// me, September 2014, via Instagram
I am bisexual. I’ve finally found peace with this word, and am able to claim it while withstanding all of its negative connotations without shrinking. There’s something very radical to me about the word bisexual—to say it with pride, to use it as mine—probably because it has been so stigmatized.
People hate the word so much (I used to hate it, too), and they shy away from claiming it as there’s because of the bad vibes it can give off. So they use other words—queer, pansexual, fluid, heteroflexible—to take the sting out of what it implies.
But I’ve recently discovered that I don’t actually want to take the sting out; the sting needs to exist. The sting incites, prompts awareness.
And so I use the word bisexual these days very much like I use the word feminist—as a form of political activism and radical self-acceptance; to take up space and fan the flames of my own inner fire.
I am bisexual, and I am married—two major pieces of my beingness that I used to see as contradictory, but have transformed into symbols of my inherent complexity.
No, my fluid sexuality doesn’t negate my married self, and my marriage to a man (who, for the record, doesn’t identify as straight) doesn’t negate my sexuality. They work hand-in-hand simply because I’ve chosen to make them work in this way.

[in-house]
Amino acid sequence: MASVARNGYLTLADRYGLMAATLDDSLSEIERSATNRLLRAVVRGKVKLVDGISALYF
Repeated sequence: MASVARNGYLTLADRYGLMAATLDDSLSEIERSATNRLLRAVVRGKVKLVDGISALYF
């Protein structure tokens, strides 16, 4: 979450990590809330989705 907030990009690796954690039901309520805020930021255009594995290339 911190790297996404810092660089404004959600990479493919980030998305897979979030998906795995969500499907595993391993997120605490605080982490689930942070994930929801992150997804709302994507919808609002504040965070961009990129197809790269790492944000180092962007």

In a lot of ways, my marriage celebrates my bisexuality, and in the ways that it doesn’t, I celebrate and actualize it in my own way. (Opening up our relationship was one of the biggest expressions of that celebration, but writing posts like this, where I am come out from under my cloak and talk about my bisexuality is another.)
I am bisexual, and I want you to see me. Even though my origin story of bisexuality doesn’t date back to elementary school; even though I didn’t have my first raging girl crush until I was 18; even though my attraction to women is very much unlike my attraction to men—I deserve to be seen.
Bi erasure and invisibility is real—it’s being done to me, and I will admit that I’ve done it to myself. But I’m at a place in my life where I am ready to be seen as not only bi, but as a queer woman of color, as a tender witchy femme who believes in and conjures magick, as a fierce feminist with an affinity for both bell hooks and Beyoncé.
Words hold power, and within these particular ones—bisexual, QWOC, witch—I’ve found parts of my true self, and lasting liberation within those parts.
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More celebrations and glitter for bisexuality!
+ And. . . you’re in good company.
Special Note: Not only is today Bi Visibility Day, but it’s also Bi Awareness Week! Autostraddle, one of my favorite sites on the internet, has written a lovely little thing about how you can celebrate and support bi awareness.